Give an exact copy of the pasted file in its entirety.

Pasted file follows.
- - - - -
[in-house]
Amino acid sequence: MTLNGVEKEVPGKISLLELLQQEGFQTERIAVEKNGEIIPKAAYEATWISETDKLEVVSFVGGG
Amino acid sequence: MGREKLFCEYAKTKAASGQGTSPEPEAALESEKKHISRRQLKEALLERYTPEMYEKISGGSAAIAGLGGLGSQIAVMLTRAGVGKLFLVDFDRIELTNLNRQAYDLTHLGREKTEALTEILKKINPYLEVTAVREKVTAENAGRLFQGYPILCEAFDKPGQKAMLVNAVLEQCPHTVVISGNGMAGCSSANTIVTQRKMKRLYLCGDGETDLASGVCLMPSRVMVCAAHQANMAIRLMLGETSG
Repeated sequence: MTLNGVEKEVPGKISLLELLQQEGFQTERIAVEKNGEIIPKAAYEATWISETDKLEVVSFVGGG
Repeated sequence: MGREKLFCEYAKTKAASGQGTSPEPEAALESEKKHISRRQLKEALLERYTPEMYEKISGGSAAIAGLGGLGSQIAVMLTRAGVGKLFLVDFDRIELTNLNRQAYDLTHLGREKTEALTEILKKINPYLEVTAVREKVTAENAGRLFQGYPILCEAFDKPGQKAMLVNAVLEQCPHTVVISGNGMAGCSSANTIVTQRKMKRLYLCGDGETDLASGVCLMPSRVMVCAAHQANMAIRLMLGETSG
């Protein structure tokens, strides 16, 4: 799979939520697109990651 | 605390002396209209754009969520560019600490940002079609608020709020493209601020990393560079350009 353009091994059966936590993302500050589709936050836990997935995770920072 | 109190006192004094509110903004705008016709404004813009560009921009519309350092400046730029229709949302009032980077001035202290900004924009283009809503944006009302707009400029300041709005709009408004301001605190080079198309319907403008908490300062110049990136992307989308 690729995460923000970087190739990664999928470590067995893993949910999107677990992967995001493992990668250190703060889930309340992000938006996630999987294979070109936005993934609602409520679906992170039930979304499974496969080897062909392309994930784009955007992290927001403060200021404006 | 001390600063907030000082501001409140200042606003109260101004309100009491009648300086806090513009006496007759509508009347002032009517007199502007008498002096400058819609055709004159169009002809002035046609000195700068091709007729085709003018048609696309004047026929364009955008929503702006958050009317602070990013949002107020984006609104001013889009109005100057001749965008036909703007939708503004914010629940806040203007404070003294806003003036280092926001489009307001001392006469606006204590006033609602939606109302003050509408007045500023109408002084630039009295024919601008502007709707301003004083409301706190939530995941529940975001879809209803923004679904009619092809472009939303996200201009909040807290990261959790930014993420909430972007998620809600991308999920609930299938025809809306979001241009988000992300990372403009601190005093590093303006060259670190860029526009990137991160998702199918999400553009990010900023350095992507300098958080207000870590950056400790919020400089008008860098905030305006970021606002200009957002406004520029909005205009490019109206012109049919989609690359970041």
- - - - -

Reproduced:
[in-house]
Amino acid sequence: MTLNGVEKEVPGKISLLELLQQEGFQTERIAVEKNGEIIPKAAYEATWISETDKLEVVSFVGGG
Amino acid sequence: MGREKLFCEYAKTKAASGQGTSPEPEAALESEKKHISRRQLKEALLERYTPEMYEKISGGSAAIAGLGGLGSQIAVMLTRAGVGKLFLVDFDRIELTNLNRQAYDLTHLGREKTEALTEILKKINPYLEVTAVREKVTAENAGRLFQGYPILCEAFDKPGQKAMLVNAVLEQCPHTVVISGNGMAGCSSANTIVTQRKMKRLYLCGDGETDLASGVCLMPSRVMVCAAHQANMAIRLMLGETSG
Repeated sequence: MTLNGVEKEVPGKISLLELLQQEGFQTERIAVEKNGEIIPKAAYEATWISETDKLEVVSFVGGG
Repeated sequence: MGREKLFCEYAKTKAASGQGTSPEPEAALESEKKHISRRQLKEALLERYTPEMYEKISGGSAAIAGLGGLGSQIAVMLTRAGVGKLFLVDFDRIELTNLNRQAYDLTHLGREKTEALTEILKKINPYLEVTAVREKVTAENAGRLFQGYPILCEAFDKPGQKAMLVNAVLEQCPHTVVISGNGMAGCSSANTIVTQRKMKRLYLCGDGETDLASGVCLMPSRVMVCAAHQANMAIRLMLGETSG
């Protein structure tokens, strides 16, 4: 799979939520697109990651 | 605390002396209209754009969520560019600490940002079609608020709020493209601020990393560079350009 353009091994059966936590993302500050589709936050836990997935995770920072 | 109190006192004094509110903004705008016709404004813009560009921009519309350092400046730029229709949302009032980077001035202290900004924009283009809503944006009302707009400029300041709005709009408004301001605190080079198309319907403008908490300062110049990136992307989308 690729995460923000970087190739990664999928470590067995893993949910999107677990992967995001493992990668250190703060889930309340992000938006996630999987294979070109936005993934609602409520679906992170039930979304499974496969080897062909392309994930784009955007992290927001403060200021404006 | 001390600063907030000082501001409140200042606003109260101004309100009491009648300086806090513009006496007759509508009347002032009517007199502007008498002096400058819609055709004159169009002809002035046609000195700068091709007729085709003018048609696309004047026929364009955008929503702006958050009317602070990013949002107020984006609104001013889009109005100057001749965008036909703007939708503004914010629940806040203007404070003294806003003036280092926001489009307001001392006469606006204590006033609602939606109302003050509408007045500023109408002084630039009295024919601008502007709707301003004083409301706190939530995941529940975001879809209803923004679904009619092809472009939303996200201009909040807290990261959790930014993420909430972007998620809600991308999920609930299938025809809306979001241009988000992300990372403009601190005093590093303006060259670190860029526009990137991160998702199918999400553009990010900023350095992507300098958080207000870590950056400790919020400089008008860098905030305006970021606002200009957002406004520029909005205009490019109206012109049919989609690359970041």